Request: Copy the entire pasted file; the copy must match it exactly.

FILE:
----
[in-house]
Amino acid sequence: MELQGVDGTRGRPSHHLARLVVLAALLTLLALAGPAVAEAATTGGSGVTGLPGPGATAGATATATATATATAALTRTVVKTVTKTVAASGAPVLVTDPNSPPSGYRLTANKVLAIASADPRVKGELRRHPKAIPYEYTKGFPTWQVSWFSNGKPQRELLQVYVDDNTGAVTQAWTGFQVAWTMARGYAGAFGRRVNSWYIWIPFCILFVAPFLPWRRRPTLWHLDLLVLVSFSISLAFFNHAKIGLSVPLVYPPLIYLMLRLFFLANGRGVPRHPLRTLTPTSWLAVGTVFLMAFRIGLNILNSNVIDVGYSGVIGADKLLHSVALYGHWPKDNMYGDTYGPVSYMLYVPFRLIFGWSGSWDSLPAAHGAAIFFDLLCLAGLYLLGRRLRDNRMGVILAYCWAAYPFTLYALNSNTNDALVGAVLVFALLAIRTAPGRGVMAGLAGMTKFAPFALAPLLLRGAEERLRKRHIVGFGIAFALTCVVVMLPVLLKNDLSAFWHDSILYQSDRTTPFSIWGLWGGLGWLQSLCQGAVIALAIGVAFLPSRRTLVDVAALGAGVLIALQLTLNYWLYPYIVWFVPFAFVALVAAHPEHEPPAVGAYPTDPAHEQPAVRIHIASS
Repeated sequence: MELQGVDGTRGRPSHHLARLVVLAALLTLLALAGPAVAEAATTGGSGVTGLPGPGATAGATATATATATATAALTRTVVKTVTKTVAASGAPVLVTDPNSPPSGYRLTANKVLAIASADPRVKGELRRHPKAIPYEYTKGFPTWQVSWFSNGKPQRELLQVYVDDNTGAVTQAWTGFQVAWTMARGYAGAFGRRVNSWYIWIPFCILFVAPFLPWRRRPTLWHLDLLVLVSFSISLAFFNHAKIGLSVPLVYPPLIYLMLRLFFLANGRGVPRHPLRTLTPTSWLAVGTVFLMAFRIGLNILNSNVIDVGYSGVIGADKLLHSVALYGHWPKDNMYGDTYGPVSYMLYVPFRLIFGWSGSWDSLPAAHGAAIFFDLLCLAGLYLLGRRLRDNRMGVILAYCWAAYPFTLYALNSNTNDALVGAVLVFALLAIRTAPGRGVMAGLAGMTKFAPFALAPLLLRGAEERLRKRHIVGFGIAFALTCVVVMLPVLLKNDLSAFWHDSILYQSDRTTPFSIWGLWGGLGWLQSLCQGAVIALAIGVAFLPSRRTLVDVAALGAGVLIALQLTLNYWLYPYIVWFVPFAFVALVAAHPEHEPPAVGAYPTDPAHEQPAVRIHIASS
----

[in-house]
Amino acid sequence: MELQGVDGTRGRPSHHLARLVVLAALLTLLALAGPAVAEAATTGGSGVTGLPGPGATAGATATATATATATAALTRTVVKTVTKTVAASGAPVLVTDPNSPPSGYRLTANKVLAIASADPRVKGELRRHPKAIPYEYTKGFPTWQVSWFSNGKPQRELLQVYVDDNTGAVTQAWTGFQVAWTMARGYAGAFGRRVNSWYIWIPFCILFVAPFLPWRRRPTLWHLDLLVLVSFSISLAFFNHAKIGLSVPLVYPPLIYLMLRLFFLANGRGVPRHPLRTLTPTSWLAVGTVFLMAFRIGLNILNSNVIDVGYSGVIGADKLLHSVALYGHWPKDNMYGDTYGPVSYMLYVPFRLIFGWSGSWDSLPAAHGAAIFFDLLCLAGLYLLGRRLRDNRMGVILAYCWAAYPFTLYALNSNTNDALVGAVLVFALLAIRTAPGRGVMAGLAGMTKFAPFALAPLLLRGAEERLRKRHIVGFGIAFALTCVVVMLPVLLKNDLSAFWHDSILYQSDRTTPFSIWGLWGGLGWLQSLCQGAVIALAIGVAFLPSRRTLVDVAALGAGVLIALQLTLNYWLYPYIVWFVPFAFVALVAAHPEHEPPAVGAYPTDPAHEQPAVRIHIASS
Repeated sequence: MELQGVDGTRGRPSHHLARLVVLAALLTLLALAGPAVAEAATTGGSGVTGLPGPGATAGATATATATATATAALTRTVVKTVTKTVAASGAPVLVTDPNSPPSGYRLTANKVLAIASADPRVKGELRRHPKAIPYEYTKGFPTWQVSWFSNGKPQRELLQVYVDDNTGAVTQAWTGFQVAWTMARGYAGAFGRRVNSWYIWIPFCILFVAPFLPWRRRPTLWHLDLLVLVSFSISLAFFNHAKIGLSVPLVYPPLIYLMLRLFFLANGRGVPRHPLRTLTPTSWLAVGTVFLMAFRIGLNILNSNVIDVGYSGVIGADKLLHSVALYGHWPKDNMYGDTYGPVSYMLYVPFRLIFGWSGSWDSLPAAHGAAIFFDLLCLAGLYLLGRRLRDNRMGVILAYCWAAYPFTLYALNSNTNDALVGAVLVFALLAIRTAPGRGVMAGLAGMTKFAPFALAPLLLRGAEERLRKRHIVGFGIAFALTCVVVMLPVLLKNDLSAFWHDSILYQSDRTTPFSIWGLWGGLGWLQSLCQGAVIALAIGVAFLPSRRTLVDVAALGAGVLIALQLTLNYWLYPYIVWFVPFAFVALVAAHPEHEPPAVGAYPTDPAHEQPAVRIHIASS